Research Papers

Mitral Valve Finite Element Modeling: Implications of Tissues’ Nonlinear Response and Annular Motion

[+] Author and Article Information
Marco Stevanella

Department of Bioengineering, Politecnico di Milano, Via Golgi 39, 20133 Milano, Italymarco.stevanella@mail.polimi.it

Emiliano Votta, Alberto Redaelli

Department of Bioengineering, Politecnico di Milano, Via Golgi 39, 20133 Milano, Italy

J Biomech Eng 131(12), 121010 (Nov 24, 2009) (9 pages) doi:10.1115/1.4000107 History: Received June 06, 2008; Revised July 31, 2009; Posted September 01, 2009; Published November 24, 2009; Online November 24, 2009

Finite element modeling represents an established method for the comprehension of the mitral function and for the simulation of interesting clinical scenarios. However, current models still do not include all the key aspects of the real system. We implemented a new structural finite element model that considers (i) an accurate morphological description of the valve, (ii) a description of the tissues’ mechanical properties that accounts for anisotropy and nonlinearity, and (iii) dynamic boundary conditions that mimic annulus and papillary muscles’ contraction. The influence of such contraction on valve biomechanics was assessed by comparing the computed results with the ones obtained through an auxiliary model with fixed annulus and papillary muscles. At the systolic peak, the leaflets’ maximum principal stress contour showed peak values in the anterior leaflet at the strut chordae insertion zone (300 kPa) and near the annulus (200–250 kPa), while much lower values were detected in the posterior leaflet. Both leaflets underwent larger tensile strains in the longitudinal direction, while in the circumferential one the anterior leaflet experienced nominal tensile strains up to 18% and the posterior one experienced compressive strains up to 23% associated with the folding of commissures and paracommissures, consistently with tissue redundancy. The force exerted by papillary muscles at the systolic peak was equal to 4.11 N, mainly borne by marginal chordae (76% of the force). Local reaction forces up to 45 mN were calculated on the annulus, leading to tensions of 89 N/m and 54 N/m for its anterior and posterior tracts, respectively. The comparison with the results of the auxiliary model showed that annular contraction mainly affects the leaflets’ circumferential strains. When it was suppressed, no more compressive strains could be observed and peak strain values were located in the belly of the anterior leaflet. Computational results agree to a great extent with experimental data from literature. They provided insight into some of the features characterizing normal mitral function, such as annular contraction and leaflets’ tissue anisotropy and nonlinearity. Some of the computed results may be useful in the design of surgical devices and techniques. In particular, forces applied on the annulus by the surrounding tissues could be considered as an indication for annular prostheses design.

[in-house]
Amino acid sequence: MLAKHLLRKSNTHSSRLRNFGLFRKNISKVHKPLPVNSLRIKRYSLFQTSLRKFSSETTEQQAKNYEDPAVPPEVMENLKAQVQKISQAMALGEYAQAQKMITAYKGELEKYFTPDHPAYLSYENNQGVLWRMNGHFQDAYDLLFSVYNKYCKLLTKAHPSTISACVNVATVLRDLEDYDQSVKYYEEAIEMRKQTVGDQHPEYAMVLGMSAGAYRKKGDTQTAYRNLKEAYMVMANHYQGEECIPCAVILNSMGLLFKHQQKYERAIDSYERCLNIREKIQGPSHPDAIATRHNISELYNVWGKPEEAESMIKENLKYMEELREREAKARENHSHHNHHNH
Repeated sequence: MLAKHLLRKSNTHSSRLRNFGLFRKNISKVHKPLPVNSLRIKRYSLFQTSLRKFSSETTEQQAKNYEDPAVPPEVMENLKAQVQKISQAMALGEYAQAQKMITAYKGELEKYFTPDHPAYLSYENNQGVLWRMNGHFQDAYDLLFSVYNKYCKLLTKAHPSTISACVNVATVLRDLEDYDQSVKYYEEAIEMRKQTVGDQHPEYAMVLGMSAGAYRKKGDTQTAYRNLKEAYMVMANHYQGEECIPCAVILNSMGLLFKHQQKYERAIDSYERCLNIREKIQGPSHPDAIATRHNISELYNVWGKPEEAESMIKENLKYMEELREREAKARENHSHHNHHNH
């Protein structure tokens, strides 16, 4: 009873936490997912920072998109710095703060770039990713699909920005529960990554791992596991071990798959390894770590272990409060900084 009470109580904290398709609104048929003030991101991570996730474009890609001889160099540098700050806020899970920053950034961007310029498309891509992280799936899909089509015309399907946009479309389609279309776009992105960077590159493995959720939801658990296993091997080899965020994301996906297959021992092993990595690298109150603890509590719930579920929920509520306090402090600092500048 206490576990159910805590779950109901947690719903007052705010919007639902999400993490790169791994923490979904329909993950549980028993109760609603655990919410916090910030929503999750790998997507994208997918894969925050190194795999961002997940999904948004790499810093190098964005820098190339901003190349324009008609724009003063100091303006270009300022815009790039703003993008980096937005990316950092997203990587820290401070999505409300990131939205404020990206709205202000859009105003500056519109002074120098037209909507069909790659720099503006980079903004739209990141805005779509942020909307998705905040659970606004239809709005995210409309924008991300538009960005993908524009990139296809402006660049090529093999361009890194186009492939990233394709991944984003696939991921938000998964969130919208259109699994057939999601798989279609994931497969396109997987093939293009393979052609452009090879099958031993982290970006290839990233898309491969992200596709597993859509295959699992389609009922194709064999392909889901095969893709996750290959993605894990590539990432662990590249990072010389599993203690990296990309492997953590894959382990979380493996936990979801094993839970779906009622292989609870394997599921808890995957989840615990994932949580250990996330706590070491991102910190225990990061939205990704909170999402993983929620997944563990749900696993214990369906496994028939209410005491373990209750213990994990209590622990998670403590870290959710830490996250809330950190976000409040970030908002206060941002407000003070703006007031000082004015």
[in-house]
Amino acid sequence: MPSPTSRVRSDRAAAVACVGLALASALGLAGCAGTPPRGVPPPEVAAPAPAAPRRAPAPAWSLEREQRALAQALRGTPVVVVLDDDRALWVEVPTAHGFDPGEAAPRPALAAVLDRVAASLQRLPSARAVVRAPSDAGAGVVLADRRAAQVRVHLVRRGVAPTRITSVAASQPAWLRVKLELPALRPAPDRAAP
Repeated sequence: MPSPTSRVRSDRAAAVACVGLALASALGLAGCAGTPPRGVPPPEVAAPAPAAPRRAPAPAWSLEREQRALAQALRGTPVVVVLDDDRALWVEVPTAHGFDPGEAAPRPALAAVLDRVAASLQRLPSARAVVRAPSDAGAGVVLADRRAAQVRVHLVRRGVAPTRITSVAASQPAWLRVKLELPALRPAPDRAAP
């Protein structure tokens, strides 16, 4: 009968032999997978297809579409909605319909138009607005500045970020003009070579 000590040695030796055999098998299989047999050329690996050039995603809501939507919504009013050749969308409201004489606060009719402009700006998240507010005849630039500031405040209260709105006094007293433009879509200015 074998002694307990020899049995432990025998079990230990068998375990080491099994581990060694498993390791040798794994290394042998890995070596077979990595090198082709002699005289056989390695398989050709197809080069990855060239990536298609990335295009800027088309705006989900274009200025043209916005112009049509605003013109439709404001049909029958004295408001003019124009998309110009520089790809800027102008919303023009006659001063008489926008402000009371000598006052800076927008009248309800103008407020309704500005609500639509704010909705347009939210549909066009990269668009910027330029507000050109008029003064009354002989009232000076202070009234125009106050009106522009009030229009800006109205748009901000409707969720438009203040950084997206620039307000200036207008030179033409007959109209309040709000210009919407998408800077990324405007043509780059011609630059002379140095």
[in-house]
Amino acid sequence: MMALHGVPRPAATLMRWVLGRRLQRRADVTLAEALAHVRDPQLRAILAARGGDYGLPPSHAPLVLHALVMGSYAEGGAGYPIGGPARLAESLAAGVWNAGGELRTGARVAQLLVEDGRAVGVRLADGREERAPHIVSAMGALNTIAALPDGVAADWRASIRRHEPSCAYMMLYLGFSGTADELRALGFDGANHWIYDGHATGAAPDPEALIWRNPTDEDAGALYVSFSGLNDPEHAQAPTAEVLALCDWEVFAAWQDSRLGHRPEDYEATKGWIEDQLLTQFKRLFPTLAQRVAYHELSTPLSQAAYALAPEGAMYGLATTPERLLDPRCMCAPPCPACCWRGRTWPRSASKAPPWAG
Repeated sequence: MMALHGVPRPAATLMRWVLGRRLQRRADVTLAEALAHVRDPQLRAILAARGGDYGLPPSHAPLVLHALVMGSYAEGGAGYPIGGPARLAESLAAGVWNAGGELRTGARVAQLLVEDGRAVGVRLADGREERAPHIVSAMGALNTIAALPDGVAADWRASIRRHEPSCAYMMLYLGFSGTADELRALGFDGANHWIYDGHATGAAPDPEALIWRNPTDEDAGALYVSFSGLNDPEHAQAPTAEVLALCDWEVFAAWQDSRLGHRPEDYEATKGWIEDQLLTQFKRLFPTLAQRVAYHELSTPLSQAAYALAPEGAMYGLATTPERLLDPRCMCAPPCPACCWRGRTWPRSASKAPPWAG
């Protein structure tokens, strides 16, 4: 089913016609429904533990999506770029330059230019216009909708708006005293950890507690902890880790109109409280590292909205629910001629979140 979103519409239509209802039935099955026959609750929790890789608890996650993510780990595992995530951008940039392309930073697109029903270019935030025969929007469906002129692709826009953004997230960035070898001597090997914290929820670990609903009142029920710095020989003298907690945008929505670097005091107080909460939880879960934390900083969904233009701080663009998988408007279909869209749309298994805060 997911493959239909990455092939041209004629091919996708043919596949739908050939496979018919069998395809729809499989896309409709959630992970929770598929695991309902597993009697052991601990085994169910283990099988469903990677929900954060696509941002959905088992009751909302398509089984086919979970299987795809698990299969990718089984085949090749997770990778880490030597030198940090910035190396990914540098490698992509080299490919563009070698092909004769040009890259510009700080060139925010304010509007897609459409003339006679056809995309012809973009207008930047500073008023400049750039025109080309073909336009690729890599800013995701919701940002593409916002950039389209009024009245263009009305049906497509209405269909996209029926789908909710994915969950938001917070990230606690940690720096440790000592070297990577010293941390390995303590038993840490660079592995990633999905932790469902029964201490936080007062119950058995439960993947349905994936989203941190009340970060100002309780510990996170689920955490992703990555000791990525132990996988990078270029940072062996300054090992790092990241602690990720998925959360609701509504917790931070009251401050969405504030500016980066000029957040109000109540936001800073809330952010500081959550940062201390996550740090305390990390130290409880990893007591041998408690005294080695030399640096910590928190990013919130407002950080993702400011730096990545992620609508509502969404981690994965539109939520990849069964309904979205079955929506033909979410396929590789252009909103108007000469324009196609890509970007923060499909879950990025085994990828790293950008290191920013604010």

Copyright © 2009 by American Society of Mechanical Engineers
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Figure 1

Finite element 3D model of the mitral valve: (a) atrial view, (b) commissural view, (c) posterior view, and (d) three-dimensional view

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Figure 2

Geometrical parameters of the annular profile in an atrial view (a) and in a lateral one (b). Lant=anterior annular portion length, Lpost=posterior annular portion length, ITL=intertrigonal length, IC=intercommissural distance, SLant=septolateral dimension of the anterior annular tract, SLpost=septolateral dimension of the posterior annular tract, c1 and c2=commissures, and t1 and t2=fibrous trigones.

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Figure 3

Pressure load applied to the ventricular surface of the leaflets (dashed line) and displacements, normalized to 1, imposed on annular nodes (continuous line) during valve closure

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Figure 4

Annulus and papillary muscles’ three-dimensional position at different pressure loads

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Figure 5

Mitral leaflets’ closure as computed by the main model: six configurations for increasing pressure values

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Figure 6

Leaflets’ maximum principal stress distribution at the systolic peak for the main model (left) and for the auxiliary one, characterized by fixed annulus and papillary muscles (right)

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Figure 7

Leaflets’ nominal strains in circumferential (ε11) and longitudinal (ε22) directions at the systolic peak for the main model (left) and for the auxiliary one, characterized by fixed annulus and papillary muscles (right)

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Figure 8

Papillary reaction force with (continuous black line) and without (continuous gray line) contraction. The dotted line depicts the time-dependent transvalvular pressure drop.

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Figure 9

Nodal reaction forces at the nodes belonging to the annulus as a function of node position, calculated in the main model (continuous black line) and in the auxiliary one (gray dashed line). Reference anatomical points are indicated on the horizontal axis and on sketch of the atrial view of the annular profile (top right): SH=saddle horn, Trig=trigone, Comm=commissure, Para=paracommissure, and MP=midposterior.



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